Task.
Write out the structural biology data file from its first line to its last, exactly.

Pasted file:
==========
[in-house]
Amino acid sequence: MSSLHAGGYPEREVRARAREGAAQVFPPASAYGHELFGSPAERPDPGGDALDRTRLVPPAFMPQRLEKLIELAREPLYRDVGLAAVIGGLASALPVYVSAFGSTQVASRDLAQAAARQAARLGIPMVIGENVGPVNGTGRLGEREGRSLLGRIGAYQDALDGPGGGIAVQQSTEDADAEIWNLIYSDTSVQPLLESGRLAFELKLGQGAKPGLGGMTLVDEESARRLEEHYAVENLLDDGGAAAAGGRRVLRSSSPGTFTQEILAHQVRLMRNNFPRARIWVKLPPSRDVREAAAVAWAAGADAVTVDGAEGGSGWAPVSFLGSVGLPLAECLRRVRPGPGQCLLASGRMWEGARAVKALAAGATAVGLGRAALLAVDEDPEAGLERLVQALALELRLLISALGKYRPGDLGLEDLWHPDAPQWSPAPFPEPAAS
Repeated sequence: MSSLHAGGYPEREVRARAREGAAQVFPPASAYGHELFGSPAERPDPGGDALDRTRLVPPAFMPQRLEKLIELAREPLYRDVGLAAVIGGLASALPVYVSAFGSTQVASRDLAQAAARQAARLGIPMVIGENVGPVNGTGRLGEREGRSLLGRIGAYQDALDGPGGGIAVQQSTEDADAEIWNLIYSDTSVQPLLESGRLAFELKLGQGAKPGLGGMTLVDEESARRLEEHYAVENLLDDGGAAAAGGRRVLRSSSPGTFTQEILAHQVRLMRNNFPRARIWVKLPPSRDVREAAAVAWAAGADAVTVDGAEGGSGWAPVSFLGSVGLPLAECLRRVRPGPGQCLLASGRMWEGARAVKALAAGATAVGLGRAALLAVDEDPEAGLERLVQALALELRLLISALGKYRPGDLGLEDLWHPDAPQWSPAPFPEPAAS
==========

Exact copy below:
[in-house]
Amino acid sequence: MSSLHAGGYPEREVRARAREGAAQVFPPASAYGHELFGSPAERPDPGGDALDRTRLVPPAFMPQRLEKLIELAREPLYRDVGLAAVIGGLASALPVYVSAFGSTQVASRDLAQAAARQAARLGIPMVIGENVGPVNGTGRLGEREGRSLLGRIGAYQDALDGPGGGIAVQQSTEDADAEIWNLIYSDTSVQPLLESGRLAFELKLGQGAKPGLGGMTLVDEESARRLEEHYAVENLLDDGGAAAAGGRRVLRSSSPGTFTQEILAHQVRLMRNNFPRARIWVKLPPSRDVREAAAVAWAAGADAVTVDGAEGGSGWAPVSFLGSVGLPLAECLRRVRPGPGQCLLASGRMWEGARAVKALAAGATAVGLGRAALLAVDEDPEAGLERLVQALALELRLLISALGKYRPGDLGLEDLWHPDAPQWSPAPFPEPAAS
Repeated sequence: MSSLHAGGYPEREVRARAREGAAQVFPPASAYGHELFGSPAERPDPGGDALDRTRLVPPAFMPQRLEKLIELAREPLYRDVGLAAVIGGLASALPVYVSAFGSTQVASRDLAQAAARQAARLGIPMVIGENVGPVNGTGRLGEREGRSLLGRIGAYQDALDGPGGGIAVQQSTEDADAEIWNLIYSDTSVQPLLESGRLAFELKLGQGAKPGLGGMTLVDEESARRLEEHYAVENLLDDGGAAAAGGRRVLRSSSPGTFTQEILAHQVRLMRNNFPRARIWVKLPPSRDVREAAAVAWAAGADAVTVDGAEGGSGWAPVSFLGSVGLPLAECLRRVRPGPGQCLLASGRMWEGARAVKALAAGATAVGLGRAALLAVDEDPEAGLERLVQALALELRLLISALGKYRPGDLGLEDLWHPDAPQWSPAPFPEPAAS